Antonio de la Cierva y Lewita – Conde de Ballobar and Duque de Terranova – was born in Vienna in 1885 where his father was serving as Spanish military attache. In 1911 Ballobar entered the Spanish consular service and in May 1913 Ballobar was appointed consul in Jerusalem. In 1920 he married Rafaela Osorio de Moscoso and the year after Ballobar resigned his commission as consul and moved back to Spain where he served the Ministry of Foreign Affairs with different assignments. Between 1949 and 1952 he served again as consul in Jerusalem and until 1955 as director of the Obra Pia. Ballobar died in Madrid in 1971 aged 86. Eduardo Manzano Moreno is Research Professor at the Consejo Superior de Investigaciones Cientificas (CSIC) and Director of its Centro de Ciencias Humanas y Sociales (CCHS). His research has concentrated on the history of Muslim Spain and the political implications of historical memory. While studying at the School of Oriental and African Studies (SOAS), University of London, he came across references which led him to identify, locate and publish in Spanish the Diaries of Conde de Ballobar. His recent publications include, ‘The Iberian Peninsula and North Africa’, in The New Cambridge History of Islam; Epocas Medievales and La gestion de la Memoria.Roberto Mazza is Assistant Professor in the Department of History, Western Illinois University, Macomb, IL. He is also Research Associate in the Department of History at the School of Oriental and African Studies (SOAS), University of London.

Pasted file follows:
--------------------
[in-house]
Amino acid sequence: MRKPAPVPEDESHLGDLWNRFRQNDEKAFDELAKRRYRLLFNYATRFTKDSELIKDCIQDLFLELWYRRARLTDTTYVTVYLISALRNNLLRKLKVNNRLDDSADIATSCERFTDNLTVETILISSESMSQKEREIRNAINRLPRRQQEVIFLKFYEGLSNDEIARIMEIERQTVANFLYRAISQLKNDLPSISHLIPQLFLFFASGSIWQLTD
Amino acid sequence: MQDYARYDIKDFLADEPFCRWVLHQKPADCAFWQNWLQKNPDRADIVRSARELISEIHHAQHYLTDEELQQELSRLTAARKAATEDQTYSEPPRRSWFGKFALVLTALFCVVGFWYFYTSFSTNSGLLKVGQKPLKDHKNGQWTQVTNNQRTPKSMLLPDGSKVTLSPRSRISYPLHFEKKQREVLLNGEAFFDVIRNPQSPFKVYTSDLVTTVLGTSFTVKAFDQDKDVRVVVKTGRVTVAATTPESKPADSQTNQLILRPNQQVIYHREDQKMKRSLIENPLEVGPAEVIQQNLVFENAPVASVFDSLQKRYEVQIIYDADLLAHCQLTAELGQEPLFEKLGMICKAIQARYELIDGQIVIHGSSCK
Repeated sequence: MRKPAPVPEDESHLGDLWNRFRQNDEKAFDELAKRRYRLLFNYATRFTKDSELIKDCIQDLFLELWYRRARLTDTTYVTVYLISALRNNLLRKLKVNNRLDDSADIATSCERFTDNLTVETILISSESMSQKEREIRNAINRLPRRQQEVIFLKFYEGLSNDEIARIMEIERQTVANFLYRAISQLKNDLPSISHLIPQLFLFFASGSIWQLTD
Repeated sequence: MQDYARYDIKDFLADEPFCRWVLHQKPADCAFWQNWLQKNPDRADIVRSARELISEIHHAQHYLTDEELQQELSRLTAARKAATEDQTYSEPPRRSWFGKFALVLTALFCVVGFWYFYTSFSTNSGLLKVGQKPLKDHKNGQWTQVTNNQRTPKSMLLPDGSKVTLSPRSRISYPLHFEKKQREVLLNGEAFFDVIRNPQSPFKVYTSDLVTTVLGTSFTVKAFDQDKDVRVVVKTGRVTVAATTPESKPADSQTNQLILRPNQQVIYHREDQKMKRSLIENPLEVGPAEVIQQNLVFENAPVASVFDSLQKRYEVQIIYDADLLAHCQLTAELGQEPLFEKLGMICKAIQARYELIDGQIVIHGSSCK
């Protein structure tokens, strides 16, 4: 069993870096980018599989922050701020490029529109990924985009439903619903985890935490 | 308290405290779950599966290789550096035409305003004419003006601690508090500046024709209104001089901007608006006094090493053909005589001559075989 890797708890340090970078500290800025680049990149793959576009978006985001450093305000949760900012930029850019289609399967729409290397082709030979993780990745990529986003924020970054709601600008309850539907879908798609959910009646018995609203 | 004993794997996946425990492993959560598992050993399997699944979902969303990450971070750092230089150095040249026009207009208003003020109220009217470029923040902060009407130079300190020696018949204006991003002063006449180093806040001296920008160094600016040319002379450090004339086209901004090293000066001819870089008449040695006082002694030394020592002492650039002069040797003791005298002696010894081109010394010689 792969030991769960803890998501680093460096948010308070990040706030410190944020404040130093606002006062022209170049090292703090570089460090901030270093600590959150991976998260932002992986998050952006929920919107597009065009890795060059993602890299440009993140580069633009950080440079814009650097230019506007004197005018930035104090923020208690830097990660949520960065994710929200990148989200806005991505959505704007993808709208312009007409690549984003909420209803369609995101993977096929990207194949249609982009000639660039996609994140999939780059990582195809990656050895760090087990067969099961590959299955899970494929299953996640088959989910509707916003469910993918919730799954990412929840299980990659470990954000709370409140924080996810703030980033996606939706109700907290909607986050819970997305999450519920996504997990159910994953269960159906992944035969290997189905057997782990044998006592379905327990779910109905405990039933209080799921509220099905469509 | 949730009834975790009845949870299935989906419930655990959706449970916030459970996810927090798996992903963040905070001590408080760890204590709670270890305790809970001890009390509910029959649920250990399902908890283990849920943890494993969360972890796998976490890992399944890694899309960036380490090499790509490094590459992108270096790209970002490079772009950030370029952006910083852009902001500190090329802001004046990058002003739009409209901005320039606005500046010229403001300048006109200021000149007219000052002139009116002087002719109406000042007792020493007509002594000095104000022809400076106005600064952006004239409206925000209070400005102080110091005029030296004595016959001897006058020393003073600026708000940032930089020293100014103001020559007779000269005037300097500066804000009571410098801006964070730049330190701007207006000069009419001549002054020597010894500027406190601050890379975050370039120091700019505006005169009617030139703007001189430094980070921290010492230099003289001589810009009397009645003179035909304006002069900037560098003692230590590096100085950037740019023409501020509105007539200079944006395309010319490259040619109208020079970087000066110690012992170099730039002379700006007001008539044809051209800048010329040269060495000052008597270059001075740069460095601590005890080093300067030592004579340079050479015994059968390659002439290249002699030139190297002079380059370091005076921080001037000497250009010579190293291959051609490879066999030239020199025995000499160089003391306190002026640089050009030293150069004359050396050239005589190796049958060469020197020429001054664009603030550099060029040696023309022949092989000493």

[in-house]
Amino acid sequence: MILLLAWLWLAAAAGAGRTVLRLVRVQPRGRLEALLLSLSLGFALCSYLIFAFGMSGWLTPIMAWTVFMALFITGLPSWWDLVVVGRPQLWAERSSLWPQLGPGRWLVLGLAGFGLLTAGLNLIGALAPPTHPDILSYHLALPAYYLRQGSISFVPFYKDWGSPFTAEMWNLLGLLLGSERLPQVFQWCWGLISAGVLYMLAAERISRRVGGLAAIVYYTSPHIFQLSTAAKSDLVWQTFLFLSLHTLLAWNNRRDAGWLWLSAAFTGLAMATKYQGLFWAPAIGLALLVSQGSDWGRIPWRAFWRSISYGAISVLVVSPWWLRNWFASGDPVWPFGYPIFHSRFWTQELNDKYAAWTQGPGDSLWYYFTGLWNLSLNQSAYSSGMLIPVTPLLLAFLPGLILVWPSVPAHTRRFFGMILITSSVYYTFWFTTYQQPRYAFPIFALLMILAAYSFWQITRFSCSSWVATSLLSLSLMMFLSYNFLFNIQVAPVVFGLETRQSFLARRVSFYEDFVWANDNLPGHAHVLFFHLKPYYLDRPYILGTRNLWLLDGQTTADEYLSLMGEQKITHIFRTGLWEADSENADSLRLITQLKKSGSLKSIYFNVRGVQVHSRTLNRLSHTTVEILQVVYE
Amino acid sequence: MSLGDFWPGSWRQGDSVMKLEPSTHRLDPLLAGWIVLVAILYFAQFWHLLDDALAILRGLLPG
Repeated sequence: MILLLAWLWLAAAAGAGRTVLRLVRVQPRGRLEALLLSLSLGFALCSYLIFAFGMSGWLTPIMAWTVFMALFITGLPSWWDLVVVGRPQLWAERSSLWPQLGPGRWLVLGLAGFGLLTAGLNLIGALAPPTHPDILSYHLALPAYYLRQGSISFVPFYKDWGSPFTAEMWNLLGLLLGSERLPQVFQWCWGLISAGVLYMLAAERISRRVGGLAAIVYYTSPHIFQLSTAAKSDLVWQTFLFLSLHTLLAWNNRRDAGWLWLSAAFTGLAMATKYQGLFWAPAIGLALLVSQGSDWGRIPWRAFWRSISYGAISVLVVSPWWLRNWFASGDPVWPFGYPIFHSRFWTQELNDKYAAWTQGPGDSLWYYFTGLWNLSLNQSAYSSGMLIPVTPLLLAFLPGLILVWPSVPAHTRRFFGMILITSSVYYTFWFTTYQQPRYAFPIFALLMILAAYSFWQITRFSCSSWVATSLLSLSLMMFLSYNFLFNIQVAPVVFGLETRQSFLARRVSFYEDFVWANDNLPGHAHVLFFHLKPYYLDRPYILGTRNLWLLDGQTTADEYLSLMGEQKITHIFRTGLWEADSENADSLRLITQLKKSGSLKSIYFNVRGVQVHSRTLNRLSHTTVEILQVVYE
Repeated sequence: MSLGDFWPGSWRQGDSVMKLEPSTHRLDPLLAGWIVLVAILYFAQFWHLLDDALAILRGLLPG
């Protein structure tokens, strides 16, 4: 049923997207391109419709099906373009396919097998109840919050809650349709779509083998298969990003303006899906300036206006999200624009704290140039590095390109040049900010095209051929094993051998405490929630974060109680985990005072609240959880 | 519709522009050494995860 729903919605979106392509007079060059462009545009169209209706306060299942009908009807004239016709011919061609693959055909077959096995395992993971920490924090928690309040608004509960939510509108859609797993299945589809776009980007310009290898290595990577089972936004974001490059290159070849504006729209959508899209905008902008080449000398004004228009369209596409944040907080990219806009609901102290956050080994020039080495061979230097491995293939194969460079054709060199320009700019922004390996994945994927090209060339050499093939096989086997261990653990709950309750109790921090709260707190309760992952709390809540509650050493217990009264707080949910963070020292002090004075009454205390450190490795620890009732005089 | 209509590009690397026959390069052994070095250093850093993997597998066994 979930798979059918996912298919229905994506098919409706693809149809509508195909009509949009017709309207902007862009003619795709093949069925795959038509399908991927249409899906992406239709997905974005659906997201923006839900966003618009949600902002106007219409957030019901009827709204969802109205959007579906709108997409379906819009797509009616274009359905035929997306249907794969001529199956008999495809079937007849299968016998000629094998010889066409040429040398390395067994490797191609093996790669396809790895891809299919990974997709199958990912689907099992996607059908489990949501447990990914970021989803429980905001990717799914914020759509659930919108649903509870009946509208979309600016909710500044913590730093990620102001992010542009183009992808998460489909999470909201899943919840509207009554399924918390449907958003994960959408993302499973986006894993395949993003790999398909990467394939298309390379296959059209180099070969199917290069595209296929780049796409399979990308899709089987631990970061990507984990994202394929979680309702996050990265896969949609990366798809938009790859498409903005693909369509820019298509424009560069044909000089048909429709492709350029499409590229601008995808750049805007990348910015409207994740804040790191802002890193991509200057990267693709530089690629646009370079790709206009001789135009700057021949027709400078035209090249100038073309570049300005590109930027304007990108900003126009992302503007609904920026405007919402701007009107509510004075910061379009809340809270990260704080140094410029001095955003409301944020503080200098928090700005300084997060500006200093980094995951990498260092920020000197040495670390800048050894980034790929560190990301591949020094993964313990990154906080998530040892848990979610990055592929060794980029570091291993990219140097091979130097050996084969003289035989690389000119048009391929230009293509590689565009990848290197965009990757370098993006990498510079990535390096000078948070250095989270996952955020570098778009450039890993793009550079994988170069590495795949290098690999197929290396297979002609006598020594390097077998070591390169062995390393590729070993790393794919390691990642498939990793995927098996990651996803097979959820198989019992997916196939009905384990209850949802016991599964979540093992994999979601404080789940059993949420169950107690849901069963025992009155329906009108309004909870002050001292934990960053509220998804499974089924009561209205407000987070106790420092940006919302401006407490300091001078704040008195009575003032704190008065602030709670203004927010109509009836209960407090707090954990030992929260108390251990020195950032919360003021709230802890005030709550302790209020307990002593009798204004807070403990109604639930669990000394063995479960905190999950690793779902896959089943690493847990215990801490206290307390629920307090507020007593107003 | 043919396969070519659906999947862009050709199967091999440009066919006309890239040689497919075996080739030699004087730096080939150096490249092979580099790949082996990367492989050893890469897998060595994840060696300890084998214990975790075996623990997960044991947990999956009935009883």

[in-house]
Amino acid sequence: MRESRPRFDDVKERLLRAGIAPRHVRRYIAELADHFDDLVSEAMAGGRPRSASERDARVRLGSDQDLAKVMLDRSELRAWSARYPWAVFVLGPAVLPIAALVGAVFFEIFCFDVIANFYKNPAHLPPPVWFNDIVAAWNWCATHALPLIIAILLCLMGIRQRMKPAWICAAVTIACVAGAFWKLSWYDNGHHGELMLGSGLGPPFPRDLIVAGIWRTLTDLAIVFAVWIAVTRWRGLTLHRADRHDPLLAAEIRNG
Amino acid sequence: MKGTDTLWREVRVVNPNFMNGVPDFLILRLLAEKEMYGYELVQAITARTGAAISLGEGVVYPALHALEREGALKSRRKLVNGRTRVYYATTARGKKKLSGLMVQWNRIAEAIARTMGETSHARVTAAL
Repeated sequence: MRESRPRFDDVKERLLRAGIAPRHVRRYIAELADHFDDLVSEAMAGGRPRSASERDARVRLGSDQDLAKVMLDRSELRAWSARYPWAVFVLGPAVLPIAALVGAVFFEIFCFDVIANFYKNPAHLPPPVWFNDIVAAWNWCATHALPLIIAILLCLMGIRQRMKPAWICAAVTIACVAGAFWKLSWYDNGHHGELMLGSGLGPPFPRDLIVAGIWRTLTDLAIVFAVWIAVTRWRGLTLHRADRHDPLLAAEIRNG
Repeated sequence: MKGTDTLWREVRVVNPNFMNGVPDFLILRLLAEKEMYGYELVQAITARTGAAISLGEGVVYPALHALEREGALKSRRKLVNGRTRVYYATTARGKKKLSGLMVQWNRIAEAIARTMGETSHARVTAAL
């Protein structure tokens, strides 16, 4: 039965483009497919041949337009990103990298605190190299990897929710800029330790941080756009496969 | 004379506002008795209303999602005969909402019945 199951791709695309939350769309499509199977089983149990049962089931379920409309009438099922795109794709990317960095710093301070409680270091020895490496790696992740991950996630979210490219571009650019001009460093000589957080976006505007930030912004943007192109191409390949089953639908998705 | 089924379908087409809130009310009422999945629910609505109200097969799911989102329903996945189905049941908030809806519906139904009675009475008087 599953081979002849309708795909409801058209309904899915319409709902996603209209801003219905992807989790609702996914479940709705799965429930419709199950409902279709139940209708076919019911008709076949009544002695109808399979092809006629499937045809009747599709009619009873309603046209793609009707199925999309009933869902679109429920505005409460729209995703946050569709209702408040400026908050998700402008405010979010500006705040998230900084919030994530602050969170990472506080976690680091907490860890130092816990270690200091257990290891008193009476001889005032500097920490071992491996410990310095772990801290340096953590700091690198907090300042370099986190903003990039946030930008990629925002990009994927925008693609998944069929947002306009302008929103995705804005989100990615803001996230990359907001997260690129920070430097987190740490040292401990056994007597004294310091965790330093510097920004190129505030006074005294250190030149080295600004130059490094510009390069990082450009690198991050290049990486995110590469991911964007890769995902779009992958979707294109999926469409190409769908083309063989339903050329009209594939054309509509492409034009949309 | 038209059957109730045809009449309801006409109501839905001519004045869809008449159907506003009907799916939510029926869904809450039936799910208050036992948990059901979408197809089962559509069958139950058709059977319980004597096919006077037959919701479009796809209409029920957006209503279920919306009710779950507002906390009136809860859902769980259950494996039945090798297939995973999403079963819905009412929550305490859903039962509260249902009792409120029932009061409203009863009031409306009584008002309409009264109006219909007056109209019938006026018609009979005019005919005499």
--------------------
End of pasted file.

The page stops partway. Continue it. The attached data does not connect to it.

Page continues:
Publisher: I.B.Tauris & Co. Ltd.

    Publication Date: 29 Jun 2015
    Number of Pages: 320
    Height: 216
    Width: 138
    Illustrations: 8pp bw plates

  • Lost Islamic History

    Firas Alkhateeb